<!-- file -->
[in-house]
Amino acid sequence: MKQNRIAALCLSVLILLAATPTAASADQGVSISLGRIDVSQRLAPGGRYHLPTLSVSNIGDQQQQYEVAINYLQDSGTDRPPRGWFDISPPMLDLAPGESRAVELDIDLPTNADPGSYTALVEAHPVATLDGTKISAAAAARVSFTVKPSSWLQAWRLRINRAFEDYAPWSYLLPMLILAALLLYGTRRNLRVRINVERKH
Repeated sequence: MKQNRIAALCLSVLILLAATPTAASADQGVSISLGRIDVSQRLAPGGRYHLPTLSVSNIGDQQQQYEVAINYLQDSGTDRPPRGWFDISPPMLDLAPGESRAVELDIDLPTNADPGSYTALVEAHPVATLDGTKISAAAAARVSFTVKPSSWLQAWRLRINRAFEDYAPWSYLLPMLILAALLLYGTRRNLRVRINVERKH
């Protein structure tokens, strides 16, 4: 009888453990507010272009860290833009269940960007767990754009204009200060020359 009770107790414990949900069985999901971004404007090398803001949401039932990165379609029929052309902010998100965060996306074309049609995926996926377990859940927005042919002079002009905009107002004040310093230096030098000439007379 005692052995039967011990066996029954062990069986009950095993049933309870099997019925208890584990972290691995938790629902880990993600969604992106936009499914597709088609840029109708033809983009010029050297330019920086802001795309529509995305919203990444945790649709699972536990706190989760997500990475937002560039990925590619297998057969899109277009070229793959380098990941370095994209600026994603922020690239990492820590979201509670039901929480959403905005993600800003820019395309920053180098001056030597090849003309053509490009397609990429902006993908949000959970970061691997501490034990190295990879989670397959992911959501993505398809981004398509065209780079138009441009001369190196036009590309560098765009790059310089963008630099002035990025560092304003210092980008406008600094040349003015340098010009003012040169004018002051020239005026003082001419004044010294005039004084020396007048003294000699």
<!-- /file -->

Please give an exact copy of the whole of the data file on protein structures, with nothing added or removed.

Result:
[in-house]
Amino acid sequence: MKQNRIAALCLSVLILLAATPTAASADQGVSISLGRIDVSQRLAPGGRYHLPTLSVSNIGDQQQQYEVAINYLQDSGTDRPPRGWFDISPPMLDLAPGESRAVELDIDLPTNADPGSYTALVEAHPVATLDGTKISAAAAARVSFTVKPSSWLQAWRLRINRAFEDYAPWSYLLPMLILAALLLYGTRRNLRVRINVERKH
Repeated sequence: MKQNRIAALCLSVLILLAATPTAASADQGVSISLGRIDVSQRLAPGGRYHLPTLSVSNIGDQQQQYEVAINYLQDSGTDRPPRGWFDISPPMLDLAPGESRAVELDIDLPTNADPGSYTALVEAHPVATLDGTKISAAAAARVSFTVKPSSWLQAWRLRINRAFEDYAPWSYLLPMLILAALLLYGTRRNLRVRINVERKH
């Protein structure tokens, strides 16, 4: 009888453990507010272009860290833009269940960007767990754009204009200060020359 009770107790414990949900069985999901971004404007090398803001949401039932990165379609029929052309902010998100965060996306074309049609995926996926377990859940927005042919002079002009905009107002004040310093230096030098000439007379 005692052995039967011990066996029954062990069986009950095993049933309870099997019925208890584990972290691995938790629902880990993600969604992106936009499914597709088609840029109708033809983009010029050297330019920086802001795309529509995305919203990444945790649709699972536990706190989760997500990475937002560039990925590619297998057969899109277009070229793959380098990941370095994209600026994603922020690239990492820590979201509670039901929480959403905005993600800003820019395309920053180098001056030597090849003309053509490009397609990429902006993908949000959970970061691997501490034990190295990879989670397959992911959501993505398809981004398509065209780079138009441009001369190196036009590309560098765009790059310089963008630099002035990025560092304003210092980008406008600094040349003015340098010009003012040169004018002051020239005026003082001419004044010294005039004084020396007048003294000699």